Facial hairstyles have come to symbolise different nationalities, time periods, and affiliations. When talking about the French, the stereotypical waxed moustache and clean-shaven chin often comes to mind; whereas Vikings are remembered for long, bushy beards, often plaited.
Breaking the gender binary on facial hair
However, when it comes to women and facial hair, there are few historical representations outside of the ‘carnival act’ known as the bearded lady. This is even though around 10% of women suffer from hirsutism which is the excess growth of dark hair on the face and back. The association of women with facial hair has been dissuaded by the dominating patriarchal narrative that has, for too long, dictated how women should act and look.
In the last few decades there has been a shift, with people, regardless of gender, choosing to grow facial hair as a form of self-expression or to align with their personal preferences. They are looking to celebrate their unique identity, challenge rigid gender norms, and rage against the traditional ideals of beauty that have held women back and destroyed self-esteem.
People who have defied facial hair norms
Flaunting female body hair has always been part of the feminist movement, and we’re seeing more modern women expanding this to flaunting facial hair. Here’s a look at some of these defiant women who are standing up against rigid ideals.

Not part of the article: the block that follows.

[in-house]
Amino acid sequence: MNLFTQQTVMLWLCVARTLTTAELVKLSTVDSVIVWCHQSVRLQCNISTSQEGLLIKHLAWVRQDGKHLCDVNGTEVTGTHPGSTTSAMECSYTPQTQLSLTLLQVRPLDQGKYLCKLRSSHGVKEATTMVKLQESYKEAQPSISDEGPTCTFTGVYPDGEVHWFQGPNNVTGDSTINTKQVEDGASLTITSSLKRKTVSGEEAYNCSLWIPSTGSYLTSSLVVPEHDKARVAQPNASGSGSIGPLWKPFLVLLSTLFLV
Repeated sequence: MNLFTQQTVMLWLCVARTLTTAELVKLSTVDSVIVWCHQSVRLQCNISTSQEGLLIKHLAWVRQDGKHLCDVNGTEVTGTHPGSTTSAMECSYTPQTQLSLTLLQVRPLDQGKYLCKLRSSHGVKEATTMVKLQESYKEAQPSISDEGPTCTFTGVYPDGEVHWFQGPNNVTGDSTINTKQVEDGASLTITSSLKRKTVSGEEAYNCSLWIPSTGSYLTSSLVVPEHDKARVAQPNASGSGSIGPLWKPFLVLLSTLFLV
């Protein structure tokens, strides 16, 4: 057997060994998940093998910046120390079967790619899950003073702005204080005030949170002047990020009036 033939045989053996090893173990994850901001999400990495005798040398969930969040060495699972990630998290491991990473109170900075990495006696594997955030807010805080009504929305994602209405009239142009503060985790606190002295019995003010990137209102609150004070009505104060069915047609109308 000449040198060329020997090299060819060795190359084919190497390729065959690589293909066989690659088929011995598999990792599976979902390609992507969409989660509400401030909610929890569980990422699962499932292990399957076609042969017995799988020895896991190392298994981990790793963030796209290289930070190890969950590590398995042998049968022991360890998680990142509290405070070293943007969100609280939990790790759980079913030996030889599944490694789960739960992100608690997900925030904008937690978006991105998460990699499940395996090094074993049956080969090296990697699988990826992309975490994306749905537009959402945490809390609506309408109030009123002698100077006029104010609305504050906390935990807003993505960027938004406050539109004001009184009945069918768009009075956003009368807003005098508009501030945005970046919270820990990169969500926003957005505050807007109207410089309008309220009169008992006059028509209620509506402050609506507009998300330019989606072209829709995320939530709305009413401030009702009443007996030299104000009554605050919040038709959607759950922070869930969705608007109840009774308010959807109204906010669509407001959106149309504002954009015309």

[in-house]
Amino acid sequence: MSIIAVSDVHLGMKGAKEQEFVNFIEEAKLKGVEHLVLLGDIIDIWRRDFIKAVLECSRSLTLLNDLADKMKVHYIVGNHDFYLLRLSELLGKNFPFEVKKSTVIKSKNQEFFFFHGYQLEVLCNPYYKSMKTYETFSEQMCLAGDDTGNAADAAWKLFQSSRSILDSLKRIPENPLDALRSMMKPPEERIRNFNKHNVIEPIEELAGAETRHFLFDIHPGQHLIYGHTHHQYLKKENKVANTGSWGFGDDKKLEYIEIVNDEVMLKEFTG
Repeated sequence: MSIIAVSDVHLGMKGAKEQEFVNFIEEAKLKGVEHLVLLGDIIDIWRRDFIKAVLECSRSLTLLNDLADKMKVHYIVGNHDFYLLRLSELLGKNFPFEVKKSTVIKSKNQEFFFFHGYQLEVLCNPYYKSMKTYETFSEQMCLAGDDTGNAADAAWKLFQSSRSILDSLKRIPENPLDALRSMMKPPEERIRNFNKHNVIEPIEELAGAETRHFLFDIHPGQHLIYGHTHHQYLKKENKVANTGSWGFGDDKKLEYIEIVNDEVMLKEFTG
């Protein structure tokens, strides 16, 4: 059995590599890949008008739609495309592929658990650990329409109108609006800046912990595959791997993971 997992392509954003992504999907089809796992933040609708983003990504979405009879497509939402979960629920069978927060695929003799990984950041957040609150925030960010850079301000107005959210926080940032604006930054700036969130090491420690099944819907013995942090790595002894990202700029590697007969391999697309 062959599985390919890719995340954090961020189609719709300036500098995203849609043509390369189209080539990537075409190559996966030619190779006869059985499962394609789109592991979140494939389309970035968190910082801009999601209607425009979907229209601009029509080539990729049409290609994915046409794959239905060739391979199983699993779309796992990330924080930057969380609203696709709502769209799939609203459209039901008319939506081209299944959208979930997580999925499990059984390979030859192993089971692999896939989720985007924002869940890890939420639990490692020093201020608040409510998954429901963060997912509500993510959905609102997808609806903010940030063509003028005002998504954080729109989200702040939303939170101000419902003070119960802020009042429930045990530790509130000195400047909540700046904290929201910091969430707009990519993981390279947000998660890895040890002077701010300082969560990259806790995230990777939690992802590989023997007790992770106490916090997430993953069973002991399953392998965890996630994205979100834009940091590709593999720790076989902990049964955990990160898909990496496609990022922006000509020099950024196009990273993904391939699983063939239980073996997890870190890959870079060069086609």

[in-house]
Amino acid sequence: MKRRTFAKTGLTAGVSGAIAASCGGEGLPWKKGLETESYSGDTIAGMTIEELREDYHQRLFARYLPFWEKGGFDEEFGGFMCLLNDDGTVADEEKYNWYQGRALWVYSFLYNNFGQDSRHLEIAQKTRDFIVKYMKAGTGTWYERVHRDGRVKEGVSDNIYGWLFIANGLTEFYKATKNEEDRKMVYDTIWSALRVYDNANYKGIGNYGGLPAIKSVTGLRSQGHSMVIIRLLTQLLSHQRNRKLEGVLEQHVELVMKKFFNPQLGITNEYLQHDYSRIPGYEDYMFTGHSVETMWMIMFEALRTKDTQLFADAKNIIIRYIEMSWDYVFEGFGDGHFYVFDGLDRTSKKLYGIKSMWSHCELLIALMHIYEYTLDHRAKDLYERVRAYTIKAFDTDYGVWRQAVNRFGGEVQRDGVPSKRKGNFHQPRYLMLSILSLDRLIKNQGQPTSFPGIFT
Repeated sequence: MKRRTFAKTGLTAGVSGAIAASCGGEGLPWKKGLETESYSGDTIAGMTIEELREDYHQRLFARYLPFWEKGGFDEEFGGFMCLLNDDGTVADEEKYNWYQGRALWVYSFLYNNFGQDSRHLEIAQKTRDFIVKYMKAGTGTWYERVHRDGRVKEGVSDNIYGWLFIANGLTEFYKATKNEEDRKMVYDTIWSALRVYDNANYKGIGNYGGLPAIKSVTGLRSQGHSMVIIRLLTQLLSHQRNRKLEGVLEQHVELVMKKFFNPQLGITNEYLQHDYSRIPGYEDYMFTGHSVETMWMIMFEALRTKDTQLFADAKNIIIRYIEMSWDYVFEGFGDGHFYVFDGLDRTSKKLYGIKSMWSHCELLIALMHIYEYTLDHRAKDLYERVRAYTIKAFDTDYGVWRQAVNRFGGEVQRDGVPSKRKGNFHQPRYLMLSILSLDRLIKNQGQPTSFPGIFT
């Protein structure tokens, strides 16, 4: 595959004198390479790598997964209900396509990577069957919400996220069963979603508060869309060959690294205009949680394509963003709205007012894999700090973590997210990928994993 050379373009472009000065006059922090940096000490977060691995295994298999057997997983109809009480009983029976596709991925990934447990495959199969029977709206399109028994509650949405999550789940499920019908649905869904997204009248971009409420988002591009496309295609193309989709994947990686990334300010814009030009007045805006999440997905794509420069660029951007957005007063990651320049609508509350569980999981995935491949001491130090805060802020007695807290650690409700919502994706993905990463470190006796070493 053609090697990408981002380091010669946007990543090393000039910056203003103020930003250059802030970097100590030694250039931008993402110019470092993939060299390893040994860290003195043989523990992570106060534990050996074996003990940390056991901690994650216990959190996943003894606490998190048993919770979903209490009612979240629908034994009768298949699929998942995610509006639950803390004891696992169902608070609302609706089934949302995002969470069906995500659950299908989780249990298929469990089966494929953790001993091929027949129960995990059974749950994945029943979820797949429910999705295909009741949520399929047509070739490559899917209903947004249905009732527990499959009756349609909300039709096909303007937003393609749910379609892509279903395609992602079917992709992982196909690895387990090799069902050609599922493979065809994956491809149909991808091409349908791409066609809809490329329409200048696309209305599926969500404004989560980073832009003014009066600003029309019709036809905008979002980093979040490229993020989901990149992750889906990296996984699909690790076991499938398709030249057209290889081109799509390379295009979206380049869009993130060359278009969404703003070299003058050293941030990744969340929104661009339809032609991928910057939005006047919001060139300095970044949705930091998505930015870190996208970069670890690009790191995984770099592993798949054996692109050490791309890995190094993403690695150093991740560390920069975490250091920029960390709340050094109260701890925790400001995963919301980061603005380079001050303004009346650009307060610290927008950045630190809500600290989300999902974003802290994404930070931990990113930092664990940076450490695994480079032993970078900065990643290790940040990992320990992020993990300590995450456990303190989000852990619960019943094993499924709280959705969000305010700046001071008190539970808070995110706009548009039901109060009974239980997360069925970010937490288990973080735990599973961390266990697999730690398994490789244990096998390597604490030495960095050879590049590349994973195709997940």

- Sophia Hadjipanteli – This model has been fighting beauty standards through her #UnibrowMovement which has sparked campaigns, and seen her on the cover of magazines promoting diversity.
- Harnaam Kaur – A motivational speaker and influencer who has a beard from Polycystic ovary syndrome (PCOS) which is now one of her biggest assets.
- Trésor Prijs – A trans woman who chooses to present with and without a full beard, stating that the ‘negative connotations of females with facial hair have another sinister layer of taboo and prejudice when applied outside of the gender binary’.
The media and facial hair
Media representation has always played a crucial role in challenging beauty standards. The rise of social media and influencers has provided a platform for women to showcase their facial hair and connect with others. The more this happens, the more likely diverse facial hair will be included in advertising, movies, and other forms of media, normalising and celebrating this unique look.
Embracing positive body images
For too long, we have bought into the unrealistic expectations of traditional beauty standards. From skin tone and body type to body hair and now facial hair, the mainstream media and patriarchal narrative have dominated what it means to be beautiful. Body positivity means feeling beautiful about yourself, no matter your shape or size, and this includes choosing to grow facial hair, or opt for hair removal if you prefer. The ultimate goal is to promote a culture of acceptance where individuals can make choices that align with their preferences, whether that means growing facial hair, choosing not to have it, or experimenting with different styles.
In the end, it’s up to you!